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ERROR_SUCCESS

ERROR_SUCCESS. This macro would be familiar to all those who have done some programming in WIN32. It is the output of the GetLastError() function to check the thread's last error state when no error has occurred. Weird, isn't it? I mean, if it is a success, then why is it marked as an error in the macro?

This is one example of a badly made API. APIs are considered bad when programming in them becomes non-intuitive. Software is said to be bad (or said to suck) when it seems counter-intuitive to the user. There is one very simple example of this.

Start notepad. Type in any text. Click on close. The message that you see is:

Notepad dialogue: Do you want to save changes to Untitled?

This makes no sense to me as a user. Of course, the programmer follows the approach that he creates a temporary file called Untitled, and in that file he allows the user to make all his changes. But how am I, as a user to understand that?

A similar disconnect occurs even between two different programmers. That is why it takes a whole lot of effort to make a programme using a different API than what one is used to. But by far, the most difficult and non-intuitive API that I have used is the WIN32 API.

CreateThread() looks pretty intuitive as a function to create a thread. But there is a deep catch. If the programmer uses any of the C++ stdlib functions, then CreateThread shall lead to memory leaks. Now this sure is not clear from the function description. Similarly, to end a thread in a clean fashion, the programmer must make the thread return a value. If the thread is forcefully terminated by means of the TerminateThread() function, then the destructors for the objects within the thread are not called, which causes the thread to waste memory. Further, there is no automatic garbage collection, as there is with Java or C#. Perhaps this shall tell why it does not make sense to forcefully terminate any programme via the task manager. If the programme does not have a good garbage collection mechanism, then the programme shall eat up memory and waste space.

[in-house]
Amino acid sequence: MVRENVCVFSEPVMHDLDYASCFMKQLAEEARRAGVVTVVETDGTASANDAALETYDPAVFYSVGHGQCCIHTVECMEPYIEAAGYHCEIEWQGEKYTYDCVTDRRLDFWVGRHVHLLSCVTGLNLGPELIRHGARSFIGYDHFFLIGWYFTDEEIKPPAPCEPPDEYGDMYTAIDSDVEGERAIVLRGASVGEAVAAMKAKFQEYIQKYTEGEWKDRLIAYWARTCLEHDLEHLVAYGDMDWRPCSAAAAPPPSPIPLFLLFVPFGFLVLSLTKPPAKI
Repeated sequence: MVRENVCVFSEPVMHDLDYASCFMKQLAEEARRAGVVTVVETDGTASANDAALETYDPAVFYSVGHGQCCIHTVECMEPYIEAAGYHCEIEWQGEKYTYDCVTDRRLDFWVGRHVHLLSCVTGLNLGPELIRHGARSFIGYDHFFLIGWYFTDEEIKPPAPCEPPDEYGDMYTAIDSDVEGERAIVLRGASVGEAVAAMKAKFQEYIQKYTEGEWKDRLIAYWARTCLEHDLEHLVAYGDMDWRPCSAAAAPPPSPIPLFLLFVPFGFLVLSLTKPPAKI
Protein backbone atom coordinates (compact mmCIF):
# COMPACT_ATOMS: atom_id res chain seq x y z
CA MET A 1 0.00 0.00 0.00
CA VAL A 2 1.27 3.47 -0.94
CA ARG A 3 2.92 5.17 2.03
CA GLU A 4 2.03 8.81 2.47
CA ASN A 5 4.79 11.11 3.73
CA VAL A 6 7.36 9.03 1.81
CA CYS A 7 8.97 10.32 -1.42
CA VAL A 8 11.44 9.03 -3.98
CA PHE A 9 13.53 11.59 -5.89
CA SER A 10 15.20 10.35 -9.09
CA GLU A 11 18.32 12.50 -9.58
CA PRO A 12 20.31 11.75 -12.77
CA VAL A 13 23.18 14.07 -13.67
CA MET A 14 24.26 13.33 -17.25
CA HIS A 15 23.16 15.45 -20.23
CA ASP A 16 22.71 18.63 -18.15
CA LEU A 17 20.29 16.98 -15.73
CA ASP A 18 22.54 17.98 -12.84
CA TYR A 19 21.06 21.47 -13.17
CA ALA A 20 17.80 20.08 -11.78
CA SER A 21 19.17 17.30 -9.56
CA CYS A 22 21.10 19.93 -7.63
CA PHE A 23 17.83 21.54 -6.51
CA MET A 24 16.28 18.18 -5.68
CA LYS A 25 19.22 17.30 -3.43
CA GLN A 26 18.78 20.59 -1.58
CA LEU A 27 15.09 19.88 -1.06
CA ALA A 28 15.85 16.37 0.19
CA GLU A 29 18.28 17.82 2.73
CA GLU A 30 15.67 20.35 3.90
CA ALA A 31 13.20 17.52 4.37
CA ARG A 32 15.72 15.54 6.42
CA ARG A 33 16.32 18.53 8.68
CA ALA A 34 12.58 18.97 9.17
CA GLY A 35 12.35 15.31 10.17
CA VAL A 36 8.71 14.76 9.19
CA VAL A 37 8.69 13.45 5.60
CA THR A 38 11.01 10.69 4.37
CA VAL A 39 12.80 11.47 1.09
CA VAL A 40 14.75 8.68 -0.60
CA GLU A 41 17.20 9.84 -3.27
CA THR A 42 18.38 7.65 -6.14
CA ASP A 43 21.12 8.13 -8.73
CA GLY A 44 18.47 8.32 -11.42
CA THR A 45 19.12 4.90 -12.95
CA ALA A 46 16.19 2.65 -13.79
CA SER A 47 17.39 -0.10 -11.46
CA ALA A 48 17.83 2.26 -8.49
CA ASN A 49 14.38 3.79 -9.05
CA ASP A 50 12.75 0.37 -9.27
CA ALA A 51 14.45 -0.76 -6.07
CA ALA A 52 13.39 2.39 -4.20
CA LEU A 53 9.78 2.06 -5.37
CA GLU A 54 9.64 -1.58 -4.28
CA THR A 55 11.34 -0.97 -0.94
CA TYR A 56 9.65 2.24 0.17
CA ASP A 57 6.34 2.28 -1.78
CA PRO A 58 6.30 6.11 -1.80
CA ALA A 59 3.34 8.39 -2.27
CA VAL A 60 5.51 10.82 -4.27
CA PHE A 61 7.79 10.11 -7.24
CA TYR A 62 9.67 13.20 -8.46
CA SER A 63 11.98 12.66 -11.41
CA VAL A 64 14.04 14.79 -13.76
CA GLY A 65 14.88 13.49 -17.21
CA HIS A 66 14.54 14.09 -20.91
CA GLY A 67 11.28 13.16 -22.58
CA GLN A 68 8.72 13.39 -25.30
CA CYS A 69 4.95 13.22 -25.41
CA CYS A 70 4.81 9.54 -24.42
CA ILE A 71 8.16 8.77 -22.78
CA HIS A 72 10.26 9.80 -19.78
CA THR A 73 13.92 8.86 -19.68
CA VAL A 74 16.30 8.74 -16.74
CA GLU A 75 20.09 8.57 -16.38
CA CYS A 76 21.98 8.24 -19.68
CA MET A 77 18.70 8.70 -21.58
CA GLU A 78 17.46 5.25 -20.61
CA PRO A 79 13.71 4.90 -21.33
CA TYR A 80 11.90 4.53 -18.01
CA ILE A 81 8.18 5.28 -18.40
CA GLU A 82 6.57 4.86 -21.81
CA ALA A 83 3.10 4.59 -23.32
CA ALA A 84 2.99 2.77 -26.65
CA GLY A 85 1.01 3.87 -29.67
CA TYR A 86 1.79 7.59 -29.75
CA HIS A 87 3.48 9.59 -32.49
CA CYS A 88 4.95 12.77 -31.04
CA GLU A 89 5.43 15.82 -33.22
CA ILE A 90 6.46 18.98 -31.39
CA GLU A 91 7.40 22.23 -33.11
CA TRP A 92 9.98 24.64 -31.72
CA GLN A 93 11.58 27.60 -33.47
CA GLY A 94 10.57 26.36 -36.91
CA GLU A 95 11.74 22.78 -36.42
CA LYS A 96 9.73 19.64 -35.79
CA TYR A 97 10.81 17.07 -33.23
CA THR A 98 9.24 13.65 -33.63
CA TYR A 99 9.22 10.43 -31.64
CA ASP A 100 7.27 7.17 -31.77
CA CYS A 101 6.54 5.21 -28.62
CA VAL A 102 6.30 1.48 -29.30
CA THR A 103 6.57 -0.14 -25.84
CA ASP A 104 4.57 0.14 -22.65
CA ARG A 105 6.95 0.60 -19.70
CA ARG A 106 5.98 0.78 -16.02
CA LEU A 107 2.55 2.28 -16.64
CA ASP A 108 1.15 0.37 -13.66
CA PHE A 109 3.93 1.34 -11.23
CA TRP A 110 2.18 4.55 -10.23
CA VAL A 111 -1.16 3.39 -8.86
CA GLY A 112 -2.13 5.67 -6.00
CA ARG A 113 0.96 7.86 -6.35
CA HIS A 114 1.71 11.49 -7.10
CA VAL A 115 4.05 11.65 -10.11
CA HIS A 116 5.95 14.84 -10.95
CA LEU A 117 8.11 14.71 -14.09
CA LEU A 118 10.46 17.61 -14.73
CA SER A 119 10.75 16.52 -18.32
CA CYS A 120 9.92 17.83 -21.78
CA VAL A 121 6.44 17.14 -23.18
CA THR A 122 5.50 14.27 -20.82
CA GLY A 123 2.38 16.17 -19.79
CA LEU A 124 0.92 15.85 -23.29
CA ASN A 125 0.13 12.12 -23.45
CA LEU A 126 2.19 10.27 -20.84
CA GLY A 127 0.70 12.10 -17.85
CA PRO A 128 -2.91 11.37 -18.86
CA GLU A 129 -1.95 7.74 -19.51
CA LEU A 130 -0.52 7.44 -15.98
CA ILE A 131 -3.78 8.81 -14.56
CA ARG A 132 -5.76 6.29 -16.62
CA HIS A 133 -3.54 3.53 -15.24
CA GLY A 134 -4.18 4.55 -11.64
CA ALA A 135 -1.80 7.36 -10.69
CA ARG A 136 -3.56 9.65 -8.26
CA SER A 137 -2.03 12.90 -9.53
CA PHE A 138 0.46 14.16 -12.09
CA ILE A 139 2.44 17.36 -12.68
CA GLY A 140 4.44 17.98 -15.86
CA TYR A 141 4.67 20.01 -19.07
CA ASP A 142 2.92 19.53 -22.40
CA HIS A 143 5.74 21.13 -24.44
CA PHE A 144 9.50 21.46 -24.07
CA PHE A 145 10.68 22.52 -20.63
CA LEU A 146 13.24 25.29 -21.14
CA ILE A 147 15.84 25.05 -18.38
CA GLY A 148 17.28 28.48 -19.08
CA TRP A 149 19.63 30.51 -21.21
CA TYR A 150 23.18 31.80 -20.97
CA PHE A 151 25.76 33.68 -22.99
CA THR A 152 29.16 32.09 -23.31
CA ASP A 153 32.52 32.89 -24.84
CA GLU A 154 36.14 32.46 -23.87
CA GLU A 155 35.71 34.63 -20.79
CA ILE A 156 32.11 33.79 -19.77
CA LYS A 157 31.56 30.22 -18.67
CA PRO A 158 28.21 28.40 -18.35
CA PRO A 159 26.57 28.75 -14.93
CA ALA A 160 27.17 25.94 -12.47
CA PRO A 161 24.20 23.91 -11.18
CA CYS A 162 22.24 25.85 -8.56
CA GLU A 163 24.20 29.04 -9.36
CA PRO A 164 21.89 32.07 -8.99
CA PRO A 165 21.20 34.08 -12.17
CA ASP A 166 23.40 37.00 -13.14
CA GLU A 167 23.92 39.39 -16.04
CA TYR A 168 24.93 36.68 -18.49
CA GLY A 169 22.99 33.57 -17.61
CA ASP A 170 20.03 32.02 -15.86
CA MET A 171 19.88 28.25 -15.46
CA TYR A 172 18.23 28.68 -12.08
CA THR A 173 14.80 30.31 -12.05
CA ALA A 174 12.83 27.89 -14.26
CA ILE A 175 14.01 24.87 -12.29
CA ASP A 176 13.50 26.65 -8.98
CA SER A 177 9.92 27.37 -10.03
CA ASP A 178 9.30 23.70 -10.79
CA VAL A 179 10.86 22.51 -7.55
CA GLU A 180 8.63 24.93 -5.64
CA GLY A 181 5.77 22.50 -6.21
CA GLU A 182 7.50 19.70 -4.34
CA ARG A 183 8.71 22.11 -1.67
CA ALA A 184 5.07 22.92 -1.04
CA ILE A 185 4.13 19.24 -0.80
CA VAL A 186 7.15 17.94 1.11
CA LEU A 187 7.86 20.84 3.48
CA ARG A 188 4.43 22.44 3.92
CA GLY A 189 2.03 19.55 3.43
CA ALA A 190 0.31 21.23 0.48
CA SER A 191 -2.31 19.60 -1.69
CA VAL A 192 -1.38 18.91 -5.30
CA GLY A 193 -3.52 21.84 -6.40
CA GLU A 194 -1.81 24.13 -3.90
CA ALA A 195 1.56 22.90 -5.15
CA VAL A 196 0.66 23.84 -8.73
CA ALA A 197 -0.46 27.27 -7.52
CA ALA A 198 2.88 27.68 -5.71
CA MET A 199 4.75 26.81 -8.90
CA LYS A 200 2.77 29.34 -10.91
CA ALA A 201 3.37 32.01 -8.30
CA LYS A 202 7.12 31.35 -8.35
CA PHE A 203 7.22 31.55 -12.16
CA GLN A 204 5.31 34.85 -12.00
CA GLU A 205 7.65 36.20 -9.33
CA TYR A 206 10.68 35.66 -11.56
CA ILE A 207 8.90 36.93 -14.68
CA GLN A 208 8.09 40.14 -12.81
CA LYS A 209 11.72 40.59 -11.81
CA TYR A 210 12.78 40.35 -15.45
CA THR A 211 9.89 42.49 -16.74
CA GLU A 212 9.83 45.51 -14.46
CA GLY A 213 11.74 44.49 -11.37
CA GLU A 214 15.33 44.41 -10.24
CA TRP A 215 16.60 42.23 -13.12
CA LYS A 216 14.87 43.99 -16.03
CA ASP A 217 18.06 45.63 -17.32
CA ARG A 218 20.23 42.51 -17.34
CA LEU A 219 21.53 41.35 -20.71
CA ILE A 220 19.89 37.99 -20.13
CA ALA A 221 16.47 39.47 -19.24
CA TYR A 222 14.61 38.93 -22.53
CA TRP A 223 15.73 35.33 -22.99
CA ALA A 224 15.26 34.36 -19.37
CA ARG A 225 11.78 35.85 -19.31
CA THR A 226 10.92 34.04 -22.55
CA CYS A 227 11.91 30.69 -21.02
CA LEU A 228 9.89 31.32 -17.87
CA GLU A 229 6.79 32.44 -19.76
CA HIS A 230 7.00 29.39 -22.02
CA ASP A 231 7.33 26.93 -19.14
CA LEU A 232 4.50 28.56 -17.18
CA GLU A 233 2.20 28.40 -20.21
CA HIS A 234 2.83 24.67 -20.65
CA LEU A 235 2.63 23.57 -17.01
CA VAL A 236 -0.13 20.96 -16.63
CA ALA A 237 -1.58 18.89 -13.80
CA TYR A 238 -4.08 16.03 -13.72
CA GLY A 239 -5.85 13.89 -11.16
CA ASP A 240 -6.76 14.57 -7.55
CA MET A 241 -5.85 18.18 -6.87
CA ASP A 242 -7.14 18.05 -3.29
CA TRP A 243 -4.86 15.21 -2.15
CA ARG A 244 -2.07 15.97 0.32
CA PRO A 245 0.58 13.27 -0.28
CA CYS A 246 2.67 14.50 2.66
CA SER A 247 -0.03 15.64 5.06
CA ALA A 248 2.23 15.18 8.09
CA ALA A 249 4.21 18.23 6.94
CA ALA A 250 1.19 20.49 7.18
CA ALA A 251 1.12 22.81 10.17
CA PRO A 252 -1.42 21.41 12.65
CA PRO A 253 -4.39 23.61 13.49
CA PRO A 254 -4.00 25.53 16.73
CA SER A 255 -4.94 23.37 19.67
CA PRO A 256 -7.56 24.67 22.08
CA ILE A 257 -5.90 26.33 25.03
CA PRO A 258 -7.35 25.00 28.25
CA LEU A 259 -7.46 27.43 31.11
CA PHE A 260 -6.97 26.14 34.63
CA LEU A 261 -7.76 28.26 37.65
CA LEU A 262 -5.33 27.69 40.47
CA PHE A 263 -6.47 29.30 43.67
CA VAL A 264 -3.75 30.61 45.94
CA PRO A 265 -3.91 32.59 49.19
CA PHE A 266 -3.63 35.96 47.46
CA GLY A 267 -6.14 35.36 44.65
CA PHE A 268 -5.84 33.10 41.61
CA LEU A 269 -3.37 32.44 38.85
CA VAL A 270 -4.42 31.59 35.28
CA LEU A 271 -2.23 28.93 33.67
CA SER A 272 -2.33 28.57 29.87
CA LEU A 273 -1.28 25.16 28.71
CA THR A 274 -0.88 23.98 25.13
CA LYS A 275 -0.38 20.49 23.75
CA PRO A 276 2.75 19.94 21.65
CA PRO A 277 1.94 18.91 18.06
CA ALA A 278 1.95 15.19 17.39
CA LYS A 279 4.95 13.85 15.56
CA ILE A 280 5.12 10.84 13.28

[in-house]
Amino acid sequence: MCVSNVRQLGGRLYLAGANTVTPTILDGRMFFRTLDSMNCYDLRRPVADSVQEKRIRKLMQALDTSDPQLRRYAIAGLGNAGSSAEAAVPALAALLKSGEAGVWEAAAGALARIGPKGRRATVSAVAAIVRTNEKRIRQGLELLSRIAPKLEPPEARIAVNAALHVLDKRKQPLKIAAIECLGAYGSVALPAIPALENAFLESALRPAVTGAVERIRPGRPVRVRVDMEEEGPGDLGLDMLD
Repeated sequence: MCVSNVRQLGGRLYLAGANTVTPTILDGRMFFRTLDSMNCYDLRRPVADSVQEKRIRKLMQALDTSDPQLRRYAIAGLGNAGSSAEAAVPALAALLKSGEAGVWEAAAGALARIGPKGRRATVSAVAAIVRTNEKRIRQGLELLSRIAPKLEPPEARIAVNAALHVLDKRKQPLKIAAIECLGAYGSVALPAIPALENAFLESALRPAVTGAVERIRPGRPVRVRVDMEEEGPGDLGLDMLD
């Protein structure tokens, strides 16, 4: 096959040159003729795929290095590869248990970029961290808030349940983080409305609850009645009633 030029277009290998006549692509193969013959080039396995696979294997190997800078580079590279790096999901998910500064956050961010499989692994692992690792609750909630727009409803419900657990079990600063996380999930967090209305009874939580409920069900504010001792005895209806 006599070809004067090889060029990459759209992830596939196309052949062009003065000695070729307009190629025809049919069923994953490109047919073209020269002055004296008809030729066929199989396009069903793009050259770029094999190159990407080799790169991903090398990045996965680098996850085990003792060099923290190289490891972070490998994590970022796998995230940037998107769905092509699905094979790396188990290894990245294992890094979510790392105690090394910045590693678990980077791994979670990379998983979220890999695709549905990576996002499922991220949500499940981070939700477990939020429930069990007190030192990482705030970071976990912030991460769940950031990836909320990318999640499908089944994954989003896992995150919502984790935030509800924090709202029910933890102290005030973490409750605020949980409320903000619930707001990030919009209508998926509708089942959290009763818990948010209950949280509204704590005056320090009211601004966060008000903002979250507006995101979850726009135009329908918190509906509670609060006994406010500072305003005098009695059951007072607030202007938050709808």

Another annoying thing I found was about the way any object must be created/used. In WIN32, there may be a large number of errors that may occur when any object is used. The error catching codes go larger than my basic code. So it happens that my code for a simple multi-threaded application would be around 50 lines, around 100 lines get added in handling errors. Well, what happens if you miss out any particular error? In that case, you are a bad programmer.

Till we meet again. Keep coding. A toast for all your errors which are actually successes.

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